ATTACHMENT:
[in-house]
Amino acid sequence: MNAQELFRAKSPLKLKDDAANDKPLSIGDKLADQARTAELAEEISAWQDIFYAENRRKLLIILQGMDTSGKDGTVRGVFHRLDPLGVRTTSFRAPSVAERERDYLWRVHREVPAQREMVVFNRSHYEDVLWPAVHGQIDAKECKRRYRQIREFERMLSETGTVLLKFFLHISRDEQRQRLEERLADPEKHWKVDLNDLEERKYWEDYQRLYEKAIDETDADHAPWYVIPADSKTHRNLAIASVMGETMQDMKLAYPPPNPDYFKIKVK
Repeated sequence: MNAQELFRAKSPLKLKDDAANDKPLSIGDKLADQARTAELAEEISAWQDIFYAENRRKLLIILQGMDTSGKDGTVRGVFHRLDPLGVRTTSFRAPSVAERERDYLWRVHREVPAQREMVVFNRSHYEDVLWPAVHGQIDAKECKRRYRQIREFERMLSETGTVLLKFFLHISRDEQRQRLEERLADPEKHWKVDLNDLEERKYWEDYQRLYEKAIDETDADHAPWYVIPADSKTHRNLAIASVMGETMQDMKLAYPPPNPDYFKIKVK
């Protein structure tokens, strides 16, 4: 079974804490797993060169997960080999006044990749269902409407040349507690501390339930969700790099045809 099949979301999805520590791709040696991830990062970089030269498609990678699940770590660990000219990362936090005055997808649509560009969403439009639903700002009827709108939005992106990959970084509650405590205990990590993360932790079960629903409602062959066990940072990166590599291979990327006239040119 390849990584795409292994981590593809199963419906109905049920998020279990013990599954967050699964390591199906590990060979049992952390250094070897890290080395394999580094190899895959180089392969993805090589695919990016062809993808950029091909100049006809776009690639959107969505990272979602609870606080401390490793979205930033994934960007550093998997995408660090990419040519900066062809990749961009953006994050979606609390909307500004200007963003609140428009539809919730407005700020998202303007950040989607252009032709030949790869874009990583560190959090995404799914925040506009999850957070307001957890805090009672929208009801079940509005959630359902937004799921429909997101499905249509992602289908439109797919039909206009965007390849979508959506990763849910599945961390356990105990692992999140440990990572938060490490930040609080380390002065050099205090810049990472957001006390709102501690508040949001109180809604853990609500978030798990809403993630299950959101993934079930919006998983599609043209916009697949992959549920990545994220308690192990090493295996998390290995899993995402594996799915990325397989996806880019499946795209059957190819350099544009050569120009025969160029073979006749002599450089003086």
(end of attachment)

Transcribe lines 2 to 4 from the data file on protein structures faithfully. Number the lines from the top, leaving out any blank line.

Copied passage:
Amino acid sequence: MNAQELFRAKSPLKLKDDAANDKPLSIGDKLADQARTAELAEEISAWQDIFYAENRRKLLIILQGMDTSGKDGTVRGVFHRLDPLGVRTTSFRAPSVAERERDYLWRVHREVPAQREMVVFNRSHYEDVLWPAVHGQIDAKECKRRYRQIREFERMLSETGTVLLKFFLHISRDEQRQRLEERLADPEKHWKVDLNDLEERKYWEDYQRLYEKAIDETDADHAPWYVIPADSKTHRNLAIASVMGETMQDMKLAYPPPNPDYFKIKVK
Repeated sequence: MNAQELFRAKSPLKLKDDAANDKPLSIGDKLADQARTAELAEEISAWQDIFYAENRRKLLIILQGMDTSGKDGTVRGVFHRLDPLGVRTTSFRAPSVAERERDYLWRVHREVPAQREMVVFNRSHYEDVLWPAVHGQIDAKECKRRYRQIREFERMLSETGTVLLKFFLHISRDEQRQRLEERLADPEKHWKVDLNDLEERKYWEDYQRLYEKAIDETDADHAPWYVIPADSKTHRNLAIASVMGETMQDMKLAYPPPNPDYFKIKVK
């Protein structure tokens, strides 16, 4: 079974804490797993060169997960080999006044990749269902409407040349507690501390339930969700790099045809 099949979301999805520590791709040696991830990062970089030269498609990678699940770590660990000219990362936090005055997808649509560009969403439009639903700002009827709108939005992106990959970084509650405590205990990590993360932790079960629903409602062959066990940072990166590599291979990327006239040119 390849990584795409292994981590593809199963419906109905049920998020279990013990599954967050699964390591199906590990060979049992952390250094070897890290080395394999580094190899895959180089392969993805090589695919990016062809993808950029091909100049006809776009690639959107969505990272979602609870606080401390490793979205930033994934960007550093998997995408660090990419040519900066062809990749961009953006994050979606609390909307500004200007963003609140428009539809919730407005700020998202303007950040989607252009032709030949790869874009990583560190959090995404799914925040506009999850957070307001957890805090009672929208009801079940509005959630359902937004799921429909997101499905249509992602289908439109797919039909206009965007390849979508959506990763849910599945961390356990105990692992999140440990990572938060490490930040609080380390002065050099205090810049990472957001006390709102501690508040949001109180809604853990609500978030798990809403993630299950959101993934079930919006998983599609043209916009697949992959549920990545994220308690192990090493295996998390290995899993995402594996799915990325397989996806880019499946795209059957190819350099544009050569120009025969160029073979006749002599450089003086």